Food + Drink
Guests of the Hotel Ritz Paris are still waiting to enjoy a drink at the renovated Hemingway Bar—a two-year plus makeover is scheduled to last until the end of 2014. But a unique partnership with Air France is giving impatient fans of the watering hole something to look forward to. “Bar Hemingway in the Sky,” will feature head bartender of Hemingway, Colin Field, pouring his signature cocktails at 30,000 feet. Field’s first airborne drink was concocted this November 19th between Paris and New York, and a schedule for the New Year is soon to follow. Destinations will include major hubs across Asia (Hong Kong; Shanghai; Seoul; Singapore), Europe (Moscow) and South America (Sao Paulo). Of course, this high-end poison comes with a price: only those seated in La Première or Business Class will be able to sip on Field’s creations—but we wouldn’t expect anything less of the Hemingway’s infamous crowd.
Maria Pedone is on the digital team at Travel + Leisure. Follow her on Twitter at @mariapedestrian.
Photo courtesy of Ritz Paris
As any frequent traveler will tell you, there comes a point when all the rental cars, airline seats, hotel rooms, and even cities start to blur together. Sure, business travel can take us to exciting new destinations, but it can also—and frequently does—take us to cookie-cutter suburban office parks and nondescript hotels.
For me, the solution to breaking up the monotony is to find good meals. Food can be very comforting, and restaurants often provide a chance to (pardon the pun) get a taste for local culture.
One of my most memorable business trip meals came a few years ago in western Minnesota, near the South Dakota border. I was spending one night in a tiny prairie town surrounded by corn and soybean fields. Population: 740. Dining options: far fewer.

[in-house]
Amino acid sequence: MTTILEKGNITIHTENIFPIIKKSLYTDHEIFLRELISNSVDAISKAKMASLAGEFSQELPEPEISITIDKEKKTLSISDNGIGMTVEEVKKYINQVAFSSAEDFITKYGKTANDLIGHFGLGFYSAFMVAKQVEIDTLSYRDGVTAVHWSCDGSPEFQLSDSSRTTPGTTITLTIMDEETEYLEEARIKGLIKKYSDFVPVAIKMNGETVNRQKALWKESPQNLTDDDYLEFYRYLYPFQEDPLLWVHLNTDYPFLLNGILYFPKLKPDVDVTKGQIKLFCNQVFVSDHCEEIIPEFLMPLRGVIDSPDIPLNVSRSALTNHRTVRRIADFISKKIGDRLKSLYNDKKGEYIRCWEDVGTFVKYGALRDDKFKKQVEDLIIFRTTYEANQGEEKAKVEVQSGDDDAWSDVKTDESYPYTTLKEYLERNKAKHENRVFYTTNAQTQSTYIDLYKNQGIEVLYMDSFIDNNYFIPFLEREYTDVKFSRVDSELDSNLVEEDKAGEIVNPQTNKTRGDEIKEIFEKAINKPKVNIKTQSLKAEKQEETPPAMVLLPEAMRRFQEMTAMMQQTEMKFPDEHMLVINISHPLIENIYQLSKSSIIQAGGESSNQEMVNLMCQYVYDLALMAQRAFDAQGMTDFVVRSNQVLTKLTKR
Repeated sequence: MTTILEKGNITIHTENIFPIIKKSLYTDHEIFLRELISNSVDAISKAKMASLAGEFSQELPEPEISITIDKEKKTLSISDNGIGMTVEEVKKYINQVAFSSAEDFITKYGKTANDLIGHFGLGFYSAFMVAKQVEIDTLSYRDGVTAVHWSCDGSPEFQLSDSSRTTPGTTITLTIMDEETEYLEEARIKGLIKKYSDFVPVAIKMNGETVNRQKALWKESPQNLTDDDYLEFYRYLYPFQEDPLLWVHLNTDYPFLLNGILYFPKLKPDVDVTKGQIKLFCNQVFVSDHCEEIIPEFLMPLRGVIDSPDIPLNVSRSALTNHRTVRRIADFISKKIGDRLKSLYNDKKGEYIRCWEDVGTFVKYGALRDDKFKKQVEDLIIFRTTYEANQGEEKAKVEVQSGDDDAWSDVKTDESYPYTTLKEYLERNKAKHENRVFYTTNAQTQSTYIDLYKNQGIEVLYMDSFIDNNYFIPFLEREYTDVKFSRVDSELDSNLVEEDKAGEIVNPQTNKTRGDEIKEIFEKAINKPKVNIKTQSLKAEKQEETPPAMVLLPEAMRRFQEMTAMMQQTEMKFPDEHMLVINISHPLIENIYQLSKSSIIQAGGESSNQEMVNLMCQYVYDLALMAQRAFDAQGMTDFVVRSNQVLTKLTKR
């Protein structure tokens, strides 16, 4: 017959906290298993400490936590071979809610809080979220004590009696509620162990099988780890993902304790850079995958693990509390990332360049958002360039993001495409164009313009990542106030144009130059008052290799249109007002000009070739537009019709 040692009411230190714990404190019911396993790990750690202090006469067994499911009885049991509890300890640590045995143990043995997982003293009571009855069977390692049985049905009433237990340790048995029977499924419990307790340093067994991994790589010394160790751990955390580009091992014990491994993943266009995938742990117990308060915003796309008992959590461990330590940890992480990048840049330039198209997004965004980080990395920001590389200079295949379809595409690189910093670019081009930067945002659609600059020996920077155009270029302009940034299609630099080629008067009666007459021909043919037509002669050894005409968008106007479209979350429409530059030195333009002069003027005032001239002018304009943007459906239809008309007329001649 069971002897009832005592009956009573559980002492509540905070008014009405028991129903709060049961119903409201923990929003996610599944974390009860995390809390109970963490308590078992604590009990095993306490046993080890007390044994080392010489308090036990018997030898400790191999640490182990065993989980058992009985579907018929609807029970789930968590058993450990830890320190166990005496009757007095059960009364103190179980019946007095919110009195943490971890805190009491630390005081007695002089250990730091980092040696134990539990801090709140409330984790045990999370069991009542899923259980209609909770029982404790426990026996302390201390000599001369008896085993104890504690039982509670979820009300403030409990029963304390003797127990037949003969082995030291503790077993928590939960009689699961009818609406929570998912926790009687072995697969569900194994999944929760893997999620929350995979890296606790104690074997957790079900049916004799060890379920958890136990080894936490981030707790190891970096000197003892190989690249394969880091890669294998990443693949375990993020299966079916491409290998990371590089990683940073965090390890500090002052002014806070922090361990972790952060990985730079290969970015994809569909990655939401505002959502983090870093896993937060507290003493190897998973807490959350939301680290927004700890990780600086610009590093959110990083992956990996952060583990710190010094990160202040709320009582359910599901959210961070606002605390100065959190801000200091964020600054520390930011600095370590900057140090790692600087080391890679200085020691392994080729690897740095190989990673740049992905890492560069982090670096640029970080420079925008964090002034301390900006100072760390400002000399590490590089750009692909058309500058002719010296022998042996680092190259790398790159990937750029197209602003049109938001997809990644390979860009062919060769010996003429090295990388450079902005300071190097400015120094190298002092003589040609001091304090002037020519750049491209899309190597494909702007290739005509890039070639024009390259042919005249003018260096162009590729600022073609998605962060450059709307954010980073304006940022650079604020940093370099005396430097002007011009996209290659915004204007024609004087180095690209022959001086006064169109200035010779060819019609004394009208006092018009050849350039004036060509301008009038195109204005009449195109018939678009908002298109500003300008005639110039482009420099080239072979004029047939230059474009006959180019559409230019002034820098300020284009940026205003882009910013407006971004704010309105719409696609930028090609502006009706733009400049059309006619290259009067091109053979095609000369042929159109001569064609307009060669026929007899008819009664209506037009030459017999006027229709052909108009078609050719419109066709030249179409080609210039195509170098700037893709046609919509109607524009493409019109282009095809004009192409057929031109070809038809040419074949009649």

Three ways to get your Southern fix in and around Atlanta.
The Sanctuary: Piedmont Park
Honking horns give way to birdsong in Piedmont Park’s dense hardwood forest—made more accessible by a new set of footbridges and paved trails. Next year the leafy 200-acre park, set among Midtown’s high-rises, celebrates its 110th anniversary by opening 12 1/2 more acres, plus open-air classrooms for courses on sustainability. Save some time for a stroll through the adjoining Atlanta Botanical Garden, where asters, goldenrods, and other fall blooms are opening this month.
The Neighborhood: Old Fourth Ward
History meets hip in the O4W, the birthplace of Martin Luther King Jr. A short walk—but worlds away—from MLK’s National Historic Site is kitschy bar Sister Louisa’s Church, where Owen Wilson and Lady Gaga have been spotted playing Ping-Pong. At local favorite 4th & Swift ($$$), chef Jay Swift puts an upscale spin on comfort food (pheasant-confit mac-and-cheese; pork loin with bourbon peaches). Need a pick-me-up? Head to Dancing Goats Coffee Shop (pictured) in the new food-centric Ponce City Market.